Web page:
U.S. standards specify that, before the addition of bulky flavors, yogurt contain not less than 3.25% milkfat and not less than 8.25% milk-solids-not-fat.
Current standards also that to extend the shelf life of yogurt it may be heat treated after culturing is completed. However, because heat treatment after culturing destroys viable microorganisms, this part of the standard is currently being revisited. The standards currently do require that the parenthetical phrase “heat-treated after culturing” follow the word yogurt on such product labels.
The name yogurt is to appear on the principal display panel of the label. This name shall be accompanied by a declaration indicating the presence of any characterizing flavoring. The word sweetened must also be stated if nutritive carbohydrate sweetener is added without the addition of characterizing flavor.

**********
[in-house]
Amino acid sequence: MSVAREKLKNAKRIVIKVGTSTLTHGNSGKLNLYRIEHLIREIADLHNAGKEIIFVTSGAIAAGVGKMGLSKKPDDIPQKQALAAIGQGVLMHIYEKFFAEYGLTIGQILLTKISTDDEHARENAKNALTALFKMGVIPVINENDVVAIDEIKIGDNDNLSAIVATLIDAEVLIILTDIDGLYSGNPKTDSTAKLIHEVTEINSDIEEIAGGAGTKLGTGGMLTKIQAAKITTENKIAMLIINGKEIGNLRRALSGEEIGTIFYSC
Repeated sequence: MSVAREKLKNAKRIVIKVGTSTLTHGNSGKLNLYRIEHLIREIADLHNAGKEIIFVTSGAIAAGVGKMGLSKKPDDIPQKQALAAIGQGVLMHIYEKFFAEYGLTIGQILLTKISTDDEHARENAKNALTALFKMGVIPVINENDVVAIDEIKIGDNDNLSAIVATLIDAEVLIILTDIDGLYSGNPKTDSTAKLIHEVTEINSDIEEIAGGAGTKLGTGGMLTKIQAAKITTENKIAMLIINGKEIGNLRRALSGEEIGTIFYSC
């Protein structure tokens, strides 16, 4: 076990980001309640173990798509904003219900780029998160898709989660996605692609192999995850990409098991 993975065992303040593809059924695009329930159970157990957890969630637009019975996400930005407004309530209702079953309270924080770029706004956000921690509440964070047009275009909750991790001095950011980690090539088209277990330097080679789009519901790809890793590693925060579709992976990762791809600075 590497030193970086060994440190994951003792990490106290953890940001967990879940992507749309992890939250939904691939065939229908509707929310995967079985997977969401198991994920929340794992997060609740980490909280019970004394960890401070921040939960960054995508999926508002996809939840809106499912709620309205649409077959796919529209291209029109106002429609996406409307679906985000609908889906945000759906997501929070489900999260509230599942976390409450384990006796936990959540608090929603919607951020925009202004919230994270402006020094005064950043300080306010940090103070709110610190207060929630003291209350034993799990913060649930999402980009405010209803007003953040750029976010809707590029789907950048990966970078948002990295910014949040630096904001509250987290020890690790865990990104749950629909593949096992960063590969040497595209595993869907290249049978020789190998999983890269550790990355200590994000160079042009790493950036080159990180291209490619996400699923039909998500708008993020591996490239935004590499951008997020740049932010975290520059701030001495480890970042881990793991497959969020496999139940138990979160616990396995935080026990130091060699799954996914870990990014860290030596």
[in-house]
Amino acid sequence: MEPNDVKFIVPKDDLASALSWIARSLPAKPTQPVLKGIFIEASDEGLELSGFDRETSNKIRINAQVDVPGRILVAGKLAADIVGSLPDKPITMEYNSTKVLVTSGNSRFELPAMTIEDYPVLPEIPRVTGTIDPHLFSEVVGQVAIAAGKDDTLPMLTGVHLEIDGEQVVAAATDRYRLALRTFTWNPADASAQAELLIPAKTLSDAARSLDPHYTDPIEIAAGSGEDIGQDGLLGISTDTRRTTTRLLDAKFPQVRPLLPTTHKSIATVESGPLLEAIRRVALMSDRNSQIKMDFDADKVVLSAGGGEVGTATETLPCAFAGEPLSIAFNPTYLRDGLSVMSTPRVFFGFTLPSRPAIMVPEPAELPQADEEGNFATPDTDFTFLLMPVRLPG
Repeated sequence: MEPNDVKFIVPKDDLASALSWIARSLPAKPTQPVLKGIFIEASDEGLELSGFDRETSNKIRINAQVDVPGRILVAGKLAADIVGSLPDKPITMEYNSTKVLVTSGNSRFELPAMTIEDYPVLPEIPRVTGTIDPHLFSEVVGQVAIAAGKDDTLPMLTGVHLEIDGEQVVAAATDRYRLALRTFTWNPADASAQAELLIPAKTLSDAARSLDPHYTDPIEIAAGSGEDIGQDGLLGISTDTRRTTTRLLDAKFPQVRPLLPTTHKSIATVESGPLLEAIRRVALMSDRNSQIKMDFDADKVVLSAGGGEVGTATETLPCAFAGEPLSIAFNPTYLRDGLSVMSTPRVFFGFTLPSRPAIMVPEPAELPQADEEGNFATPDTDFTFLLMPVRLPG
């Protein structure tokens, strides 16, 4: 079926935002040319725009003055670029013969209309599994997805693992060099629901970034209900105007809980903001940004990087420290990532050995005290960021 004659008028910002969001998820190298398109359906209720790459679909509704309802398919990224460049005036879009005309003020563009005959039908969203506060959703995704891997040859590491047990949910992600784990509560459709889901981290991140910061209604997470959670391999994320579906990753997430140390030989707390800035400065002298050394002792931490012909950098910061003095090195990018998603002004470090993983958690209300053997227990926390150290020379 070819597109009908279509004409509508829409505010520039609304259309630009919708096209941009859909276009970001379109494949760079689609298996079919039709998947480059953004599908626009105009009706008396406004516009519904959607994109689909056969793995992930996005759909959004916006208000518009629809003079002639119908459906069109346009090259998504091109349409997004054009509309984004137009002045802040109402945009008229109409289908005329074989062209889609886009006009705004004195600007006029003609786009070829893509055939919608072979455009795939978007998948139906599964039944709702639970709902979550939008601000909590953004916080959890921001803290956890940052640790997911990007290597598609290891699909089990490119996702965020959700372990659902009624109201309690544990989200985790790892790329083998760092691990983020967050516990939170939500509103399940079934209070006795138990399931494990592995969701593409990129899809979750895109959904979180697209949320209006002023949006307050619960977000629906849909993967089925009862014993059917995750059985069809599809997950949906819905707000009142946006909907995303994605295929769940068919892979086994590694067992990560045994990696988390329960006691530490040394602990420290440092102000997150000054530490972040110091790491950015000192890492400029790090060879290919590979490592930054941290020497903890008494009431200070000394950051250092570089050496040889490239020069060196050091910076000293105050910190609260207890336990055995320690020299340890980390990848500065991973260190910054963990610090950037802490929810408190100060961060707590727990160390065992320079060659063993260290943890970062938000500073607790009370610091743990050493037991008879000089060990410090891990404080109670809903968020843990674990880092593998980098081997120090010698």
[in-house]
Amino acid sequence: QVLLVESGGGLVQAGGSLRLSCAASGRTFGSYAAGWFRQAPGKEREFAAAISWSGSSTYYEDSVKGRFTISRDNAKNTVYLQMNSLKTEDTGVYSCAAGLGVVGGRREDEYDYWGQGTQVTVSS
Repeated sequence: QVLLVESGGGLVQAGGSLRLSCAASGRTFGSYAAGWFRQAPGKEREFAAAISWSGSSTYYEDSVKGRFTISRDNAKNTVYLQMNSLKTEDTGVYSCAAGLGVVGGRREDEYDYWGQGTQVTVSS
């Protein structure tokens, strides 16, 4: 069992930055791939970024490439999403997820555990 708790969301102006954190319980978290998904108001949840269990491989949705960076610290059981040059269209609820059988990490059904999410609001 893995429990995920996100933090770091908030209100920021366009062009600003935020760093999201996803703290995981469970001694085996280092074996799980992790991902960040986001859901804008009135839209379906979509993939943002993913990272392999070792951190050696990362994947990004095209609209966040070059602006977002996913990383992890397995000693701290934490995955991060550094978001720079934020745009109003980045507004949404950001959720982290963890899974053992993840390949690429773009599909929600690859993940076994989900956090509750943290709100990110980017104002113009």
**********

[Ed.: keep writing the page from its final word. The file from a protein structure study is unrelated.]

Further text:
There currently is a standard for lowfat yogurt and one for nonfat yogurt. Basically the only difference from the yogurt standard is in the fat content. The lowfat standard specifies that before the addition of bulky flavors, lowfat yogurt contain not less than 0.5% or more than 2%. The nonfat yogurt lowers that figure to less than 0.5% milkfat.
Non-drinkable yogurt sold in cups is consumed with a spoon. Cups range in size and can be intended for consumption as a single serving or for multiple uses. There are four basic styles of cup yogurts: Aerated, blended, custard-style, and fruit-on-the-bottom.
Many of the aerated yogurts in the marketplace today are marketed under fanciful names that include terms such as whipped or mousse. This is because most aerated yogurts cannot legally be called yogurt because the standard of identity requires a minimum solids content. When air is added to the yogurt, the solids content decreases.